During a recent day at the lake, my 7-year old was swimming around the boat, when he suddenly started complaining that something on his leg was burning. He got pretty vocal, which prompted us to pull him out of the water, where we were able to identify a spider bite. He seemed to be OK, but we started wondering about the potential side effects of spider bites. Particularly in conjunction with the epileptic seizures.
Spider Bites & The Possible Side Effects
The good news is that, of the 30,000 types of spiders out there, only about 100 are known to actually bite humans. The bad news though, is without the offending spider available for positive identification, spider bites are hard to identify, as the injury has many visual cues in common with fungal infection, snake bites, ticks, and other insects. Having said all that, one common feature of most spider bites is the appearance of three concentric circles, which can be see in this picture. The first is a small blister at the center, the second is clearly outlined in a red circle, and the third circle you can see faintly, in a pale blue. This is two days after the bite occurred. The original injury showed an angry red circle, with a lesser outer circle.
Side effects from spider bites can vary enormously. Generally speaking, the bite itself is relatively painless, and shortly thereafter, a mild burning and itching sensation develops. Although even non-venomous spider bites can be quite uncomfortable, if the bite is serious, the following side effects may develop:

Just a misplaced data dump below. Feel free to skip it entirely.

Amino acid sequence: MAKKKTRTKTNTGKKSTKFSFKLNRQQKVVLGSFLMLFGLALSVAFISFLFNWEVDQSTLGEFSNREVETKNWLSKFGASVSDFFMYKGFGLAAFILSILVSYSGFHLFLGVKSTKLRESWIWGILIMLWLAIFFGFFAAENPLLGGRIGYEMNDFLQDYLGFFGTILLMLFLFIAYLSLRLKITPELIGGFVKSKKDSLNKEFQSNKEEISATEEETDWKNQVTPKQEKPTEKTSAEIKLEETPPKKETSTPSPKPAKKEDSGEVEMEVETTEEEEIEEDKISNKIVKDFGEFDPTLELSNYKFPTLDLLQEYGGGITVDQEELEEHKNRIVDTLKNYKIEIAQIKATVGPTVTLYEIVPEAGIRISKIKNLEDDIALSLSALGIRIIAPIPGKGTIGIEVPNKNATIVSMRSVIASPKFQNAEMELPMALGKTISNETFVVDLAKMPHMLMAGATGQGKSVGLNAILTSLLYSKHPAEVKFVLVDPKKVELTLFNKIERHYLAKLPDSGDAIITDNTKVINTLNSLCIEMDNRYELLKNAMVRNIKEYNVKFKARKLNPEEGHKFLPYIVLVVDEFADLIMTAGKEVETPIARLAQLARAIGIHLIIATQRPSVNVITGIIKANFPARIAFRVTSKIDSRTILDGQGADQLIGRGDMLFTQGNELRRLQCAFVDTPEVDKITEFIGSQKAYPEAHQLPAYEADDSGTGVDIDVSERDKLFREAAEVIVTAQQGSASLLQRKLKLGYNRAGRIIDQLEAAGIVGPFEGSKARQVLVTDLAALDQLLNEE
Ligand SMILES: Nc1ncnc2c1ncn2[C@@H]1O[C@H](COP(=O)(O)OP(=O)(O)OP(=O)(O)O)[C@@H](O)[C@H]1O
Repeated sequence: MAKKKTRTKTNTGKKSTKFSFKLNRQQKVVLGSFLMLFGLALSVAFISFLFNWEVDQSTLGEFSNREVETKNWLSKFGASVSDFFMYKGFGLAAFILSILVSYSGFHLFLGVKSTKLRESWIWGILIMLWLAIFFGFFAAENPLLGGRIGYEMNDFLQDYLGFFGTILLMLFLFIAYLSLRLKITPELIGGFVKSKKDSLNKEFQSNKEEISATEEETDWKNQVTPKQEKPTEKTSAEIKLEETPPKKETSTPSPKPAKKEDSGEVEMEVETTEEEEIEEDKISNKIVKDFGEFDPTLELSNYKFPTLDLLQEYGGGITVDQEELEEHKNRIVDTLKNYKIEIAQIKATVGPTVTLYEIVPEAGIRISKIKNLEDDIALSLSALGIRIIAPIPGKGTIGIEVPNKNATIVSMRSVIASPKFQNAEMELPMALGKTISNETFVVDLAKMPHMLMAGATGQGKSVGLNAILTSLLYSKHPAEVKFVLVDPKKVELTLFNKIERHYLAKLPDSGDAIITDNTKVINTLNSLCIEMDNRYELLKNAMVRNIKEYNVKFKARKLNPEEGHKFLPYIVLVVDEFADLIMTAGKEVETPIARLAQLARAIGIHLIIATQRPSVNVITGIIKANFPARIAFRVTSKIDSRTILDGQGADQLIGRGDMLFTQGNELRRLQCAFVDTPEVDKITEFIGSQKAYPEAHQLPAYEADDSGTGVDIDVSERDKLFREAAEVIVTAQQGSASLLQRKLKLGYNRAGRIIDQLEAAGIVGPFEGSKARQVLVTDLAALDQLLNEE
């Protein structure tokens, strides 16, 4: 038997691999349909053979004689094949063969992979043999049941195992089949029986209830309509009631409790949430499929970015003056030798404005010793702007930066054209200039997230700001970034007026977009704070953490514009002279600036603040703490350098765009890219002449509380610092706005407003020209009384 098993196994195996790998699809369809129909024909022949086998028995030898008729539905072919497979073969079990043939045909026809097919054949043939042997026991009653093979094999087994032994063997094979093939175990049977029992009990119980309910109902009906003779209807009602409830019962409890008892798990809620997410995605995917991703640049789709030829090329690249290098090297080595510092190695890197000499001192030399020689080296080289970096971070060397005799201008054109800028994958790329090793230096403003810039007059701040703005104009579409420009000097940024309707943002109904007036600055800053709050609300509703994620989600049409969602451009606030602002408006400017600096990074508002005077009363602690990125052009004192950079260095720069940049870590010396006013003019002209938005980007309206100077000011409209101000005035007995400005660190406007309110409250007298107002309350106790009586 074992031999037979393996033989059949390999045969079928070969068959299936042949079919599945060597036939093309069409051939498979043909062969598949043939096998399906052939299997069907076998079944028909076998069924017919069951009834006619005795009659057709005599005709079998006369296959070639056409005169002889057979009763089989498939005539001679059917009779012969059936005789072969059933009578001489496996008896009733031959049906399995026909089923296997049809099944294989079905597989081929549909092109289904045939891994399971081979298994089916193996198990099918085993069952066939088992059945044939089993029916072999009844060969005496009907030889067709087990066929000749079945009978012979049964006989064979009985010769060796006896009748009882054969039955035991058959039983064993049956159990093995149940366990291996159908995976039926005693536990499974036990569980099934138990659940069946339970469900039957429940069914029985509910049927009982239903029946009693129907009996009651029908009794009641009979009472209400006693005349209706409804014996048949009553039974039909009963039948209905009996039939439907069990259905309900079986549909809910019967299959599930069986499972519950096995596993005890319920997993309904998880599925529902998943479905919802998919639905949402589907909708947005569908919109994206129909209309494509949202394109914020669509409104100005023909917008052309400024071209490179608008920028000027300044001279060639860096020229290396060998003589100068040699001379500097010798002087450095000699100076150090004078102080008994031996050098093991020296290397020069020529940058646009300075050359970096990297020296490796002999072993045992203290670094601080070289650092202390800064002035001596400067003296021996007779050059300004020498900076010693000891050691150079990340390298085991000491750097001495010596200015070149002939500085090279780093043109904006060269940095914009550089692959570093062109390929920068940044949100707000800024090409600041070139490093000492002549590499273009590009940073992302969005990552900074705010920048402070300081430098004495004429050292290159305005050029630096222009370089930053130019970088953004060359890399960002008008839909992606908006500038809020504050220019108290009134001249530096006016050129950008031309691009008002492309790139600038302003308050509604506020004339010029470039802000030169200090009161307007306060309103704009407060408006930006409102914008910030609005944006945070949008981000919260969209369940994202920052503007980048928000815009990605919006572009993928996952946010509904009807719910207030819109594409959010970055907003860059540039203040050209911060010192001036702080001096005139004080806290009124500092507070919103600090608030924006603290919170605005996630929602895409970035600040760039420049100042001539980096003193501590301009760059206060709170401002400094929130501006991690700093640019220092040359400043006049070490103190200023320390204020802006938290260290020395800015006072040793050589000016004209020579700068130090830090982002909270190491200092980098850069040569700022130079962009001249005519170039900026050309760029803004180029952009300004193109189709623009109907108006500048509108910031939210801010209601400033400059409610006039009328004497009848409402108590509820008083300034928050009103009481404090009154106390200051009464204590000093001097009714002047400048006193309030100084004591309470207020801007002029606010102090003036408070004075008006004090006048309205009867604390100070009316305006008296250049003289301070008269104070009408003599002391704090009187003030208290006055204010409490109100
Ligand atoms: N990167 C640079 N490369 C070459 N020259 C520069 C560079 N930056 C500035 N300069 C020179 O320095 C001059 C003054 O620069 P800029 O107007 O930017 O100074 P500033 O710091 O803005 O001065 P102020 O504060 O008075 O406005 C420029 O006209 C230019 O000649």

- stomach cramps
- difficulty breathing
In the United States, only two of the approximately 100 spiders known to bite are truly dangerous to humans. Those are the brown recluse and black widow. The brown recluse, known for its “flesh-killing” bite, is actually the less serious of the two, as reactions are usually localized to a small area. By contrast, a black widow bite have the potential to be extremely serious, as side effects may include rigidity and generalized muscle spasms, with children and the elderly at greater risk for more serious problems. This makes it important to identify the kind of spider bite if possible, since what to do for a spider bite varies based on the source of the bite.
According to Poison Control Statistics, there hasn’t been a death in the United States from a spider bite in over a decade. Antivenin is available in hospitals for black widow spider bites, so if you believe you’ve been bitten, it’s important to seek medical care quickly, as treatment is available.